Hollywood is very often criticized for its influx of film reboots and remakes. More than often these films fail to reach the highs of their predecessors, but that does not mean that success cannot be found within this field. Recent retellings like 2010’s True Grit and 2016’s Jungle Book found this rare critical and financial success. It is this same jackpot that Universal Pictures plans to dig up with their upcoming Scarface remake. Many consider this risky not only because the 1983 film is largely considered a classic, but also because it was already a remake of the 1932 original. Universal is surely aware of these concerns- which is why they are putting great effort into assembling the right team.
Deadline previously reported that Antoine Fuqua returned to talks for directing the project. The Training Day and Magnificent Seven director is obviously a great choice with his history with outlaw tales. The script seems to be the biggest hurdle to tackle for the studio. Previous drafts have been written by David Ayer, Jonathan Herman, and even the Coen brothers. The site is now reporting that Gareth Dunnet-Alcocer has been brought on for rewrites. Springing out of Queretaro, Mexico, Dunnet-Alcocer might be best known for writing and directing the Mexican short Contrapelo. He also just wrote Sony’s English remake of the Mexican hit Miss Bala. He is clearly a strong brown voice with experience fit for this project.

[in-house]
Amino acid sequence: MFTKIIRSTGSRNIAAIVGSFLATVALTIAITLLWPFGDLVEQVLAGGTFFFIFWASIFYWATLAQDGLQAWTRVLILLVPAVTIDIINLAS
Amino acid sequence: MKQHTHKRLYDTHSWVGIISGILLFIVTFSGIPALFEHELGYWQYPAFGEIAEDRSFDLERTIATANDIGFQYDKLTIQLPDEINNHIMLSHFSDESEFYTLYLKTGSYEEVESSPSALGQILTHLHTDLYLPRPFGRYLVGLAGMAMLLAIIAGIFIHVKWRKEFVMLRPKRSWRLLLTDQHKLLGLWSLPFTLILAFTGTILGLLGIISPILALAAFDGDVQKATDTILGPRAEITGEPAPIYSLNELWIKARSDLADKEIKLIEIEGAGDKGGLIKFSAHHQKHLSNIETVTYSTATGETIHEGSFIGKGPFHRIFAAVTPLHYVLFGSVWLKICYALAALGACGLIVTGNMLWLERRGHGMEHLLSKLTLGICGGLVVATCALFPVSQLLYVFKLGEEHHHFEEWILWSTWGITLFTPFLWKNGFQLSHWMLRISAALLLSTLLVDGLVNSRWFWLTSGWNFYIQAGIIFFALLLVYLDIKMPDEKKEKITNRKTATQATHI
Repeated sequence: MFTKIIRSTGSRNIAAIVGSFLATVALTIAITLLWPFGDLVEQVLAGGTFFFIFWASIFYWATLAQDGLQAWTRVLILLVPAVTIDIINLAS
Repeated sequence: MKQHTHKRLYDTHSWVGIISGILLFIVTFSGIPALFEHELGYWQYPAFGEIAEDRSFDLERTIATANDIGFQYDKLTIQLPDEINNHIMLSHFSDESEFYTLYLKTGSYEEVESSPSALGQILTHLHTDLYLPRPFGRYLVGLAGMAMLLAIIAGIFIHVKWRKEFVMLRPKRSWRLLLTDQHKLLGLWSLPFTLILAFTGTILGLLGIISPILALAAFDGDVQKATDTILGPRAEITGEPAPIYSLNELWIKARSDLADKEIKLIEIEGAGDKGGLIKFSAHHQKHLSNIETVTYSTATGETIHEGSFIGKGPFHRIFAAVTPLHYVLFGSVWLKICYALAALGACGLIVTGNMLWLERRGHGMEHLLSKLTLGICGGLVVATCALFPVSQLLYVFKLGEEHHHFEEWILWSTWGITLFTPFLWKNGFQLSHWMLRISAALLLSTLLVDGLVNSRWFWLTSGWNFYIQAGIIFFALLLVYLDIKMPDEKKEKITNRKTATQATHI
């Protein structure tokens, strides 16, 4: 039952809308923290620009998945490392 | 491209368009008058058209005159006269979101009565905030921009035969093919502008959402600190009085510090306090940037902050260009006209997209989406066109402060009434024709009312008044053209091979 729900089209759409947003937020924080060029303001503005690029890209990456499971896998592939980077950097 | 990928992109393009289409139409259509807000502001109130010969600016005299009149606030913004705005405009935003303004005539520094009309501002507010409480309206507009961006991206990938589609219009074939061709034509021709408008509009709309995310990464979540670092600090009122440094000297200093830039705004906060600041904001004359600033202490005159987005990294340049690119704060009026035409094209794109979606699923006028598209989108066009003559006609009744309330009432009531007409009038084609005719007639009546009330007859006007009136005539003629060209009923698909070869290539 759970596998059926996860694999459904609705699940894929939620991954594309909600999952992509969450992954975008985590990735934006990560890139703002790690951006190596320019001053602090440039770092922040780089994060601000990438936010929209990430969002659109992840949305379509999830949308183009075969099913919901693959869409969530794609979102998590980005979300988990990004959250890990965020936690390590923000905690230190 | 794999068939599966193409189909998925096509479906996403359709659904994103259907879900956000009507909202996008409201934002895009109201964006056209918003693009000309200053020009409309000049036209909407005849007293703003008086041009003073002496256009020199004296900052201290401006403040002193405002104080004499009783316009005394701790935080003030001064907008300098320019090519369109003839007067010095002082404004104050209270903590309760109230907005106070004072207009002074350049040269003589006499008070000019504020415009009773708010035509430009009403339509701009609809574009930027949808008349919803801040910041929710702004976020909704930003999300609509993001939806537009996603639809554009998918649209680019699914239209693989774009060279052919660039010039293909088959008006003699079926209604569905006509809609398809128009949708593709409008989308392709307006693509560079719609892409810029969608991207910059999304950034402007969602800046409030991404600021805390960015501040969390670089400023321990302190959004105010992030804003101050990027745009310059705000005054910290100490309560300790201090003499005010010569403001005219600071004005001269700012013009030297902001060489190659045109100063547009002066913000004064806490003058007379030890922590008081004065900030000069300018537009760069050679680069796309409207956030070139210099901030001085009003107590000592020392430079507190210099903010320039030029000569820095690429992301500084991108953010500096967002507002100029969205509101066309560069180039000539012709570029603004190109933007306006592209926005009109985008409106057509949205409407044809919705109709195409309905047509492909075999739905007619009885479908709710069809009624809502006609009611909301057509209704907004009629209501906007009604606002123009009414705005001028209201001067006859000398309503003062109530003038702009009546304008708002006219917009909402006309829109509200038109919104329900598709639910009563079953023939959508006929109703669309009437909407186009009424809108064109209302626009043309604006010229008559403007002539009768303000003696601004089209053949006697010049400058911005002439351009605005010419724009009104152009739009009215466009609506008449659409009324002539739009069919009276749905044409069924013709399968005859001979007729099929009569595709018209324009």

The new film will be set in Los Angeles, unlike the past two versions (Miami and Chicago). Retelling old stories for a new age requires new voices in order to find success. The new age sports a film industry more diverse than 1983 and 1932. Scarface may not be a story that you do not think you want to see again, but you will think twice when you find out that strong people of color like Fuqua and Dunnet-Alcocer are behind it. Excited about this new reimagining? Sound off in the comments below!